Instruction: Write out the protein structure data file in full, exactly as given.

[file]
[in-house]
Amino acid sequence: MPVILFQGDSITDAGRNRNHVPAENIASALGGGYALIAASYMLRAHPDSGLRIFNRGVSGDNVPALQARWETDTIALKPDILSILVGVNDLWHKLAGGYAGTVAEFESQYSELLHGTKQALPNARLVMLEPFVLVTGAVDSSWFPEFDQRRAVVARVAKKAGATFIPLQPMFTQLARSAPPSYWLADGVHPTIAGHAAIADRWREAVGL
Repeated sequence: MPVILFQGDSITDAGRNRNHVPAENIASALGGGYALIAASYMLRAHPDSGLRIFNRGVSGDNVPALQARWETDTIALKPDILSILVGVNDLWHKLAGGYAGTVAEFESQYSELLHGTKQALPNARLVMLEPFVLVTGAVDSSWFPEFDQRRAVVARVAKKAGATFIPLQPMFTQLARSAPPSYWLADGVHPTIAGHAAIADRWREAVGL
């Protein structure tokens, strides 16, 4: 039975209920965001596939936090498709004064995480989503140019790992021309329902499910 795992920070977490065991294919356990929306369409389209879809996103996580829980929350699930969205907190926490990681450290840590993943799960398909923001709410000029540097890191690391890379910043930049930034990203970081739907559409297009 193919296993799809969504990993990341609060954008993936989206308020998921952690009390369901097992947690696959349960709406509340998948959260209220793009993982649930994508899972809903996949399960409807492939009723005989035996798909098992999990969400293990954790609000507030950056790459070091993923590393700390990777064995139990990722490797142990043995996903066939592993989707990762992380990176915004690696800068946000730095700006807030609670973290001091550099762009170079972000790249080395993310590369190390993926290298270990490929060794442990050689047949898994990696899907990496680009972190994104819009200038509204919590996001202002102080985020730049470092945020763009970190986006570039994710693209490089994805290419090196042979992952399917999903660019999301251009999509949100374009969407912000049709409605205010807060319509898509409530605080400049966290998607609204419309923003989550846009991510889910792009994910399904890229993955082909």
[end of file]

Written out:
[in-house]
Amino acid sequence: MPVILFQGDSITDAGRNRNHVPAENIASALGGGYALIAASYMLRAHPDSGLRIFNRGVSGDNVPALQARWETDTIALKPDILSILVGVNDLWHKLAGGYAGTVAEFESQYSELLHGTKQALPNARLVMLEPFVLVTGAVDSSWFPEFDQRRAVVARVAKKAGATFIPLQPMFTQLARSAPPSYWLADGVHPTIAGHAAIADRWREAVGL
Repeated sequence: MPVILFQGDSITDAGRNRNHVPAENIASALGGGYALIAASYMLRAHPDSGLRIFNRGVSGDNVPALQARWETDTIALKPDILSILVGVNDLWHKLAGGYAGTVAEFESQYSELLHGTKQALPNARLVMLEPFVLVTGAVDSSWFPEFDQRRAVVARVAKKAGATFIPLQPMFTQLARSAPPSYWLADGVHPTIAGHAAIADRWREAVGL
């Protein structure tokens, strides 16, 4: 039975209920965001596939936090498709004064995480989503140019790992021309329902499910 795992920070977490065991294919356990929306369409389209879809996103996580829980929350699930969205907190926490990681450290840590993943799960398909923001709410000029540097890191690391890379910043930049930034990203970081739907559409297009 193919296993799809969504990993990341609060954008993936989206308020998921952690009390369901097992947690696959349960709406509340998948959260209220793009993982649930994508899972809903996949399960409807492939009723005989035996798909098992999990969400293990954790609000507030950056790459070091993923590393700390990777064995139990990722490797142990043995996903066939592993989707990762992380990176915004690696800068946000730095700006807030609670973290001091550099762009170079972000790249080395993310590369190390993926290298270990490929060794442990050689047949898994990696899907990496680009972190994104819009200038509204919590996001202002102080985020730049470092945020763009970190986006570039994710693209490089994805290419090196042979992952399917999903660019999301251009999509949100374009969407912000049709409605205010807060319509898509409530605080400049966290998607609204419309923003989550846009991510889910792009994910399904890229993955082909």